One-on-one with one of Dartmouth's top relievers, Patrick Peterson

by Danielle Okonta | 2/19/17 2:15am

Patrick Peterson ’18 is a decorated right-handed pitcher on the men’s baseball team. In his freshman year, he was named a Louisville Slugger All-American and All-Ivy League First Team relief pitcher. In his sophomore year, he was a member of the All-New England Third Team and the All-Ivy League Team for the second year in a row. Most recently, Peterson was selected to be the 2017 National College Baseball Writers Association Stopper of the Year Watch List as the only Ivy League representative. He enters his junior year with a perfect 7-0 record with 10 saves.

What is it like to start off the season with so much traveling?

PP: It is a lot of fun. We get to visit some warmer places. We try to keep up with our schoolwork from time to time. One of the best things we can do while traveling is playing against teams we have not played before. It is fun meeting new people. We will be traveling to Miami later this season to compete against some athletes that were top of their recruiting classes. The hope is that we get to challenge ourselves and win a couple of games down there.

What are your expectations for the season within the Ivy League?

PP: Our main goal is to compete in the Ivy League Championships and win. We are trying to take every game day by day. We don’t like to worry too much about what we can do in the future or the season but more so what we can do for the next game. Our next game is against Eastern Michigan University, and right now we are focusing on competing and doing well in that game.

Is the team planning on getting back to winning in the Red Rolfe Division?

PP: We obviously took a little bit of a step back in the division. We want to get back into the Ivy Championships and take every game as it goes. We are going to aim to win as many Ivy games as we can to hopefully get back to where we need to be.

What’s new about the team this year?

PP: This year, we have a new mental conditioning coach named Brian Cain. He is considered one of the best mental conditioning coaches in all of baseball. We have adopted this new philosophy about focusing on the present before looking at the future in our season. He is very energetic and a lot of fun to be around. He helps us get energized and at practices and while competing. He has allowed us to help each other find new ways to grow and get better during practices so we can be prepared for any and every game we have.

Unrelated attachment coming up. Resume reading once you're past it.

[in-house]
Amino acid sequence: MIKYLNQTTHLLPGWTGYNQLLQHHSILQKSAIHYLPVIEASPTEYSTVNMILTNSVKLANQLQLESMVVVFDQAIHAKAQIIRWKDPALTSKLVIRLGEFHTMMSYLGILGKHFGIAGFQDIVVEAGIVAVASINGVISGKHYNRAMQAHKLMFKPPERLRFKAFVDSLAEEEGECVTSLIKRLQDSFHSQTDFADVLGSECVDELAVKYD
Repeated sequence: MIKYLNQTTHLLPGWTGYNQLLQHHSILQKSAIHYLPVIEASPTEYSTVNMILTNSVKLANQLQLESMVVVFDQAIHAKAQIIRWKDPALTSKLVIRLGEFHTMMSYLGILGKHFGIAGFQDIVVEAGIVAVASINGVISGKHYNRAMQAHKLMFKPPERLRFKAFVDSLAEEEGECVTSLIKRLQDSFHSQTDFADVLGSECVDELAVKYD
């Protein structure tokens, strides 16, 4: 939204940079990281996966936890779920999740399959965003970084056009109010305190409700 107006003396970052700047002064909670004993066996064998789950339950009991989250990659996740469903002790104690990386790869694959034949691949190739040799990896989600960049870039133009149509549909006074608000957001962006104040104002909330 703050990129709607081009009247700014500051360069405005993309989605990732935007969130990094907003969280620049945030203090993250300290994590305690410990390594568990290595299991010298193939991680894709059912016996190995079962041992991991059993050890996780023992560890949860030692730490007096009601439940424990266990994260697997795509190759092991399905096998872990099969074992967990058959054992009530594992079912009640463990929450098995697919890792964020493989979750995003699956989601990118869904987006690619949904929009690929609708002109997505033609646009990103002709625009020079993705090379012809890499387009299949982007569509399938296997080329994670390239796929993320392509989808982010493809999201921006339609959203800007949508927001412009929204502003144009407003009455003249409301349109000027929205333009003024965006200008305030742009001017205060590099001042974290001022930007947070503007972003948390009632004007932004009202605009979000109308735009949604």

What has been Coach Bob Whalen’s focus in training?

PP: It is similar to last year’s training. We always have conditioning twice a week, but this year we have focused more on power instead of just agility and conditioning. We have been working with our strength and conditioning coach Kelly Cosgrove. It has challenged us to get stronger and faster and hopefully a little more powerful this year. His focus is just to play the game the right way, which is just like playing catch and playing small ball to score.

What makes a great relief pitcher?

PP: You should start pitching first — the coaches have to put you in the position to get there. All I do when I go out there is to try and throw as many strikes as I can and put the ball in play. I don’t try and stretch many guys out. In a tough situation, you should throw the ball wherever you want and know that your teammates will be there to pick the play for you.

What aspects of the game do you pride yourself on?

PP: Hard work. It is tough to practice two to three hours every single day, and you can get lazy at times. Our team is trying to stay focused and give our best at practice and in competition. I aim not to get too nervous when the stakes are high and work well in pressure situations.

How do you think you have grown since freshman year both as a player on the baseball team and as an athlete at Dartmouth?

PP: I think I have become a little less nervous. I would always get worked up in stressful situations. With a little more experience and not being “a little innocent freshman” anymore, I have could gain a lot more confidence. It has become easier to go out every single day and pitch no matter what the situation may be.

How did it feel to be named to the 2017 Stopper of the Year Watch List?

PP: It’s exciting. It doesn’t mean a ton. It is very much appreciated, but I haven’t devoted too much attention to it. I’m more focused on what baseball holds for me and my teammates for the rest of the year and in seeing what happens.

What do you wish to accomplish before the end of your baseball career at Dartmouth?

PP: I definitely want our team to win an Ivy League Championship. I also want us to place within the College World Series; that has been one main goal I have had since my freshman year. I hope next year I can do something special before I graduate.

This interview has been edited and condensed for clarity and length.

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